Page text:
“As they are programmed by people, algorithms always have a strong ideological component”, points out UOC Philosophy professor Enric Puig. The very fact of thinking that the world can be ruled by algorithms already implies an “ideological posture”. So the real hidden danger is therefore “to remove human beings from the position of self-government and take away their freedom”. The solution for this expert, director of Institut, will only be found by understanding that algorithms are a way of seeing the world at the service of ideologies that can be reinvented, and that utopian thought – completely outside the logic of the algorithm – is a legitimate and desirable posture.

For Miquel Segur, professor of Philosophy at the UOC and Ramon Llull University (URL) Ethos Chair researcher, “the danger of manipulation is obvious”. The first impression, he explains, is that algorithms are useful for predicting and reducing the degree of uncertainty in a computer calculation: “they combine induction – for example, if a person has bought several horror novels, he will be interested specifically in another in this genre – and deduction – if someone has bought a horror novel he will also be interested in a crime novel or thriller”. Therefore, they have the capacity to “modulate the uncertainty of a desire that the user himself has not yet been able to formulate”. There is also a reduction of diversity: “if you can manipulate desire, you can also channel and reduce it to the variables that interest him”.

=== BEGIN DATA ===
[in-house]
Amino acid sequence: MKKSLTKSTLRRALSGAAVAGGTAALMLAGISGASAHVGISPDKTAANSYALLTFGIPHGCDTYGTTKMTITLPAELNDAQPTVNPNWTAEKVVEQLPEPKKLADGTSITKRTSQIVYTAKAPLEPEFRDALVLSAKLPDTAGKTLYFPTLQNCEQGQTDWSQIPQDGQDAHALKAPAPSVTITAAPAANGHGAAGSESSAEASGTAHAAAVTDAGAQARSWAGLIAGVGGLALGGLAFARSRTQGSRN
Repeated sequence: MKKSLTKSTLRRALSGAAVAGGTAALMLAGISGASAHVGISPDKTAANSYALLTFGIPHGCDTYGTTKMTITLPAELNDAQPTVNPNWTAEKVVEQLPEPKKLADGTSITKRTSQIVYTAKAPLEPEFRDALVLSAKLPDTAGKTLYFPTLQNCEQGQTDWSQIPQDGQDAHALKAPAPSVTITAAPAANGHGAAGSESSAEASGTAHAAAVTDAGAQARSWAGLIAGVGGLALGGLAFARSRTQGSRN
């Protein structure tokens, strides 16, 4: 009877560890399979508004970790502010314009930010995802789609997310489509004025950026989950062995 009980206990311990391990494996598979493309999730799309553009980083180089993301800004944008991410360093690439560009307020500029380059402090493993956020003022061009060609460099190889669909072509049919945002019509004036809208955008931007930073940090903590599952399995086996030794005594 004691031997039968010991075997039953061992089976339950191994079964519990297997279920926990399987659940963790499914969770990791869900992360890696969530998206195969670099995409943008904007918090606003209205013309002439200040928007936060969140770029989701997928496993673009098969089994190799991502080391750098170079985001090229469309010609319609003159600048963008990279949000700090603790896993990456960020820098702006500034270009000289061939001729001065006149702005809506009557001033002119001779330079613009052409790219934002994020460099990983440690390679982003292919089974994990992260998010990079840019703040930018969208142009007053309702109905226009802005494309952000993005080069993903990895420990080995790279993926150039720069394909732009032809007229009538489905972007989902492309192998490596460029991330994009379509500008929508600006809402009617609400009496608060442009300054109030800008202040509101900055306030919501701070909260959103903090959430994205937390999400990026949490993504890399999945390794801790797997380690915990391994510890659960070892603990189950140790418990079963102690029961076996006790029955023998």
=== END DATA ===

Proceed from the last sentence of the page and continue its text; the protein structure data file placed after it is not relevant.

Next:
“The algorithmic economy”, the post-app era

“The power of current algorithms and the use of big data to make predictions are allowing many new services to be created and automated. This means that the economy is constantly moving”, explains Cabot. According to Gartner, in 2020, intelligent agents, that is, complex algorithms with the capacity for self-learning and communication using natural language with human beings, will provide 40% of mobile transactions, and the post-app era will begin to dominate. By then, “consumers will have forgotten about the apps and instead will trust intelligent agents or personal assistants in the cloud, such as Cortana, Google Now, Siri, and Tiro,” which he classifies as the first algorithms.

In fact today, as Borge explains, in the insurance sector there are many companies in the US that install devices in cars that store all the activity (acceleration, braking, speed, hours of driving, etc.). All these variables, with the appropriate algorithm, “will determine the cost of every individual's insurance”. In the banking sector, for example, by using credit cards they know what you bought, when, where and from whom, and how much it cost, and all of this “helps them develop personalized advertising strategies (for example, BBVA has a data lab just for this; so does Telefnica).”